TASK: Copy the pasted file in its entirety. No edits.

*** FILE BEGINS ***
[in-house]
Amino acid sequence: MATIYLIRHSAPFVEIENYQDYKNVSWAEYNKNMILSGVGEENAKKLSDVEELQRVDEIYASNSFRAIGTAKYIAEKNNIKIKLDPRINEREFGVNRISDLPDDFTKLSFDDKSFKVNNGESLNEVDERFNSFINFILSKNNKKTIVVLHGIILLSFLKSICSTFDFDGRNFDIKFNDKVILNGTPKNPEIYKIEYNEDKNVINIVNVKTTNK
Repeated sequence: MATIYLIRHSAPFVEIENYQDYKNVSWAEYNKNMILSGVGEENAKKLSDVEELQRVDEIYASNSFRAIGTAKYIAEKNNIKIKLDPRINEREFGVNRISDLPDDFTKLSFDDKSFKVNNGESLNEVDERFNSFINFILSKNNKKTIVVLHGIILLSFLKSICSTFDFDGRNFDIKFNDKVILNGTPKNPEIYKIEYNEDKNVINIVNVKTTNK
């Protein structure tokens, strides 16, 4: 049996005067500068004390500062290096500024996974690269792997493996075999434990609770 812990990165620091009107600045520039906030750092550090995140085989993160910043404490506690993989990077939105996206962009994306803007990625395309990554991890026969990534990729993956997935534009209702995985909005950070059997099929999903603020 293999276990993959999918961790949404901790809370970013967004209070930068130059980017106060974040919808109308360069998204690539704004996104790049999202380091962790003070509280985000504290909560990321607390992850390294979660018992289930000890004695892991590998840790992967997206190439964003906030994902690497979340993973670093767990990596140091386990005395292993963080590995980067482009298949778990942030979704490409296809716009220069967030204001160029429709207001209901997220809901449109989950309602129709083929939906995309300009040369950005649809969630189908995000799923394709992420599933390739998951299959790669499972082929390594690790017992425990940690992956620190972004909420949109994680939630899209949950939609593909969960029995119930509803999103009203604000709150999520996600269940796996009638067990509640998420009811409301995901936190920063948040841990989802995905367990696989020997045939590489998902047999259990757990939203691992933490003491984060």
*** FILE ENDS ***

[in-house]
Amino acid sequence: MATIYLIRHSAPFVEIENYQDYKNVSWAEYNKNMILSGVGEENAKKLSDVEELQRVDEIYASNSFRAIGTAKYIAEKNNIKIKLDPRINEREFGVNRISDLPDDFTKLSFDDKSFKVNNGESLNEVDERFNSFINFILSKNNKKTIVVLHGIILLSFLKSICSTFDFDGRNFDIKFNDKVILNGTPKNPEIYKIEYNEDKNVINIVNVKTTNK
Repeated sequence: MATIYLIRHSAPFVEIENYQDYKNVSWAEYNKNMILSGVGEENAKKLSDVEELQRVDEIYASNSFRAIGTAKYIAEKNNIKIKLDPRINEREFGVNRISDLPDDFTKLSFDDKSFKVNNGESLNEVDERFNSFINFILSKNNKKTIVVLHGIILLSFLKSICSTFDFDGRNFDIKFNDKVILNGTPKNPEIYKIEYNEDKNVINIVNVKTTNK
């Protein structure tokens, strides 16, 4: 049996005067500068004390500062290096500024996974690269792997493996075999434990609770 812990990165620091009107600045520039906030750092550090995140085989993160910043404490506690993989990077939105996206962009994306803007990625395309990554991890026969990534990729993956997935534009209702995985909005950070059997099929999903603020 293999276990993959999918961790949404901790809370970013967004209070930068130059980017106060974040919808109308360069998204690539704004996104790049999202380091962790003070509280985000504290909560990321607390992850390294979660018992289930000890004695892991590998840790992967997206190439964003906030994902690497979340993973670093767990990596140091386990005395292993963080590995980067482009298949778990942030979704490409296809716009220069967030204001160029429709207001209901997220809901449109989950309602129709083929939906995309300009040369950005649809969630189908995000799923394709992420599933390739998951299959790669499972082929390594690790017992425990940690992956620190972004909420949109994680939630899209949950939609593909969960029995119930509803999103009203604000709150999520996600269940796996009638067990509640998420009811409301995901936190920063948040841990989802995905367990696989020997045939590489998902047999259990757990939203691992933490003491984060």